There will be an estimated 1.4 million IT and engineering positions opening up before 2020, with little chance that there will be qualified candidates to fill them. In 2017, around 45 percent of businesses struggled to fill technical roles. Over 60 percent of businesses report that the skills gap severely or moderately impacts their organization. Unemployment is low, and the need for experienced technical executives and employees is growing. The technical skills gap will continue to affect competitiveness and productivity for the next several years.
The technical skills gap is felt most on the cutting-edge of technological innovation, with particular shortages in data science, cybersecurity, and machine and deep learning. The technical skills gap is a reality, and there are no easy solutions. Outside of a small number of Silicon Valley giants, technology-focused businesses will struggle to hire over the next few years, especially companies seeking executive and middle management hires with technical expertise. However, businesses can increase their likelihood of filling technical roles relative to the competition.
Be Realistic about Finding the Perfect Candidate
Tech industry job specifications and the extensive experience and expertise they ask for have become something of a joke in recent years, but there is a reason tech companies are so expansive. Long requirement lists act as a filter, discouraging people who aren’t qualified from wasting recruiters’ and HR professionals’ time. But, in the process, they discourage people who are capable and qualified from applying. Before you ask for expertise in thirteen programming languages, a data analysis Ph.D., and a decade of experience building global infrastructure platforms, consider whether they are essential.
Provide a Compelling Relocation Package
It’s a candidate’s market, and top talent has little trouble finding a well-paid position, especially in tech hubs like New York and Silicon Valley. If you need a candidate to move across the country, you’re going to have to offer them a compelling reason to do so. This goes double for executive hires, who expect to be compensated for the disruption of relocating their life and their family.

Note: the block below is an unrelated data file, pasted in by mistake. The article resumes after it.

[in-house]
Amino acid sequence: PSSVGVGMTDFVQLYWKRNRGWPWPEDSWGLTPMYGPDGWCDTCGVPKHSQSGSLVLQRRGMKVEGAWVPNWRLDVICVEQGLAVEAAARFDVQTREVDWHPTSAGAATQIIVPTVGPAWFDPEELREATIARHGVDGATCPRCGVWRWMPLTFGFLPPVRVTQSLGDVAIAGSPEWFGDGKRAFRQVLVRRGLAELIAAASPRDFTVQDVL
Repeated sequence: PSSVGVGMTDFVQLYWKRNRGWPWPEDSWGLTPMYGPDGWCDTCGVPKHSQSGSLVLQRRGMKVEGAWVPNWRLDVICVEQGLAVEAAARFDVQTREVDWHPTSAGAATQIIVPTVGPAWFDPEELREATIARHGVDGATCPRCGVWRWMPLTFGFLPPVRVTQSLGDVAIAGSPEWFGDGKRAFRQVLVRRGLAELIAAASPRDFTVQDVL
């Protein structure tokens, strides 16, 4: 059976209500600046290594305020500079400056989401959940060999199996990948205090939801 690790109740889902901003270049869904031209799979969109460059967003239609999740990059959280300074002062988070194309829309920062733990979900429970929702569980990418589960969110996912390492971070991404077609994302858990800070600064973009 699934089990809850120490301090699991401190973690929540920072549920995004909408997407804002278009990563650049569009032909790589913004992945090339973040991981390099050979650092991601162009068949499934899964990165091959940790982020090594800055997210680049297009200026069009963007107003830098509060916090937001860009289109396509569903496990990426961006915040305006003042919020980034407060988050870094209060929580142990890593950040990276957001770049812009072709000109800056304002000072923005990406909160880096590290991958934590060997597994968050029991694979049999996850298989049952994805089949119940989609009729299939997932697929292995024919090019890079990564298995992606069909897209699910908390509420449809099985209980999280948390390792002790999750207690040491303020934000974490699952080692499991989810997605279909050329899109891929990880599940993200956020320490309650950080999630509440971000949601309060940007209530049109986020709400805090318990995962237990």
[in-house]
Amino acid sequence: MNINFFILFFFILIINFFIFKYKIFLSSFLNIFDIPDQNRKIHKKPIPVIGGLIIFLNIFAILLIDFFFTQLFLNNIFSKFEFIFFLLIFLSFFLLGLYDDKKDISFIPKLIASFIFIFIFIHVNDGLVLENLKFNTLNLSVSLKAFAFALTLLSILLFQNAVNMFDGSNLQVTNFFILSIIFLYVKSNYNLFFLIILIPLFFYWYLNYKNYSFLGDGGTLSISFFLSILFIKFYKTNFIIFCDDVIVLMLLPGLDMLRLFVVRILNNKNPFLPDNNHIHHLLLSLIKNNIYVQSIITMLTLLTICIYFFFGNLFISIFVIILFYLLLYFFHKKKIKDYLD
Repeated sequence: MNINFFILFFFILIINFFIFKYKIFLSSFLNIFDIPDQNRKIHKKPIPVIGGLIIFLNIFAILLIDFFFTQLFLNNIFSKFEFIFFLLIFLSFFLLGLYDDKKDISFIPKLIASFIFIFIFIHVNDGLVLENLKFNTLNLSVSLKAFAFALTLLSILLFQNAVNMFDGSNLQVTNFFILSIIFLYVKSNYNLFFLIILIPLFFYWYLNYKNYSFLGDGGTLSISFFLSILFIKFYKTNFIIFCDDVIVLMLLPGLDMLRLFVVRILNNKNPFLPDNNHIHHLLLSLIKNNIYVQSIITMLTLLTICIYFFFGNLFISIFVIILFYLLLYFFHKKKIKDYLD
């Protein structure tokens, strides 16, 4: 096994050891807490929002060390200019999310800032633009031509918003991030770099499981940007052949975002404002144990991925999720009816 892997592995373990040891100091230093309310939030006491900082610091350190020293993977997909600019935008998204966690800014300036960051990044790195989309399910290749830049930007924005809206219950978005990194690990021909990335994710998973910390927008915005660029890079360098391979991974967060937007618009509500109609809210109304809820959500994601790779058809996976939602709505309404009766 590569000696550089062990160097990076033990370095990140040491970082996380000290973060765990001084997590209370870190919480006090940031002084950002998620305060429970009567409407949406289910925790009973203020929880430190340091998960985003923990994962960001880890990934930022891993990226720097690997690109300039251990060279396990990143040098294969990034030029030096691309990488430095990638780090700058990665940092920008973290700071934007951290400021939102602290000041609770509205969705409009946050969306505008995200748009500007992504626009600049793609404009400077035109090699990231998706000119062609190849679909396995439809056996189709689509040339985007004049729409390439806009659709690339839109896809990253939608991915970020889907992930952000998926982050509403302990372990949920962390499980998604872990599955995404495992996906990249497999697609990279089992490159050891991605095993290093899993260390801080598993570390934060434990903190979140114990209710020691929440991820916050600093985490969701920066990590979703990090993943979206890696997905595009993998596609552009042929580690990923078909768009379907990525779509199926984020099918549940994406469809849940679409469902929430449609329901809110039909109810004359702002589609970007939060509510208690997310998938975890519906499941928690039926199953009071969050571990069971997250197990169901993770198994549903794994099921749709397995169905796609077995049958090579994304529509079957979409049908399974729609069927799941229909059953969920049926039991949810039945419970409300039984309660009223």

Use Technical Training to Fill the Technical Skills Gaps
The technical skills gap is the result of constrained supply: there aren’t enough talented candidates. Hiring is one solution, but proactive companies work to create a supply of qualified candidates by providing a focused learning and development path to their employees. The availability of technical training and career development can help businesses to develop skills internally and attract external candidates who value the opportunity to enhance their capabilities.
Specialist Recruiters Have Bigger Networks Than Your Business
The technical skills gap makes it challenging for business leaders and internal recruiters to source candidates and recommendations from their networks. Executives should build personal networks via industry events, social gatherings, and social media — it’s often a big help when looking to recruit, especially for smaller businesses. But specialist recruiters have larger and more diverse networks than any executive. They may also have direct access to potential candidates who are unlikely to be reached through more conventional channels.
The technical skills gap makes hiring for technical leadership roles more difficult, forcing businesses to compete with each other to discover and hire the best candidates. Businesses with effective recruitment strategies that can successfully attract top talent will be at a significant competitive advantage.